Fast-tracked Milne targets magical barrier
At just 21 and with a 153kmh delivery already notched on his bowling belt, it's scary to think how quick Adam Milne can go.
The New Zealand quick believes he's bowled faster in domestic one-day matches, with no speed guns present and batsmen hopping about. It means he, and a fair few in the crowd at Westpac Stadium tonight, will be rubbernecking to the big screen's speedball readings as Milne charges in.
"That's the million dollar question, isn't it? I don't know. I'd love to be able to get 160 but I'm not sure if that's in my realm. Maybe one faster than I did the other day would be nice," Milne said, ahead of tonight's second Twenty20 international against West Indies.
Not since his mentor Shane Bond, who topped the radar at 156.4kmh at the 2003 World Cup, has a New Zealand bowler felt this need for speed. And only a handful - Shoaib Akhtar (the fastest at 161.3kmh), Brett Lee, Shaun Tait and Jeff Thomson - have cracked the magical 160kmh barrier.
"You see some of those guys that have done it; Lee and Akhtar - they're pretty special individuals with extremely good actions to get to that pace. It'd be awesome to be able to do it but it might be out of my reach. Seven kmh is a lot in terms of getting to 160kmh, but you never know," Milne said.
Saturday's rapid four-over spell of one for 15 in New Zealand's 81-run victory at Eden Park was in the nick of time for Milne, too, in terms of living up to the lofty billing given him by Bond and captain Brendon McCullum.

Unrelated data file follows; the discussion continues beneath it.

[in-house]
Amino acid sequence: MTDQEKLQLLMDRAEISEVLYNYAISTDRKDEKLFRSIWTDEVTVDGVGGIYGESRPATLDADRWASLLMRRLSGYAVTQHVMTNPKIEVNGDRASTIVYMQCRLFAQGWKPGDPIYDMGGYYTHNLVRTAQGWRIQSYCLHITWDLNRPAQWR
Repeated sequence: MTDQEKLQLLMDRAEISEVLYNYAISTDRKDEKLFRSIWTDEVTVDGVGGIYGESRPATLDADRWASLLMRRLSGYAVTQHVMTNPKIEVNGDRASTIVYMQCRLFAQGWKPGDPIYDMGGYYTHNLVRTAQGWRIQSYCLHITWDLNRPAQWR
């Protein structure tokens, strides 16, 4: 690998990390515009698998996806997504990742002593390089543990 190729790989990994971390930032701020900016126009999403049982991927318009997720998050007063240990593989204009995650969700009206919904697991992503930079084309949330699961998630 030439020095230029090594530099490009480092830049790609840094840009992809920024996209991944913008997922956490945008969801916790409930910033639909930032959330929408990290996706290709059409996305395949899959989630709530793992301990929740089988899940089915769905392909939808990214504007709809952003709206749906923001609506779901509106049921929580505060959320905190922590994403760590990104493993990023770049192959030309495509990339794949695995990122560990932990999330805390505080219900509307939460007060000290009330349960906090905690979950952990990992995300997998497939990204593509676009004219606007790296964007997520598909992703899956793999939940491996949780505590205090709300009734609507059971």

It means his name is expected to be among the 13 announced today for the ODI series against India starting in Napier on Sunday. Of tonight's 12, batsman Colin Munro is expected to drop out while Kane Williamson and Kyle Mills return.
Milne's rapid cameo came at the right time for the bean counters, too, and should entice a few more through the gates for the West Indies' tour finale.
Big-hitting Chris Gayle's absence through injury robbed the game of some pulling power, and after six weeks of the erratic tourists who pulled one cracker out of the bag in Hamilton, the India series opener is long overdue.
After those Hamilton horrors in the fifth ODI, New Zealand covet consistency and two polished showings back-to-back. Their sometimes wayward fielding was back to its best while McCullum played a captain's knock and Luke Ronchi, under the most pressure of the ODI incumbents, ensured his spot for India.
West Indies will be dangerous, with nothing to lose, but they still lack star quality. Fiery quick Tino Best, perhaps the only fast bowler to sledge a batsman (McCullum) after having a full toss hit for six, bemoaned their lack of hitting power with Gayle, Kieron Pollard and Darren Sammy absent.
Chasing runs has been a clear winner in T20 internationals at the stadium, where the pitch is usually slow but quickens up under the evening dew. The past four have been won by the chasing side, with England cruising home by 10 wickets last February after Alex Hales and Michael Lumb went berserk. New Zealand beat India by five wickets in 2009, and South Africa by six wickets in 2012.
The Dominion Post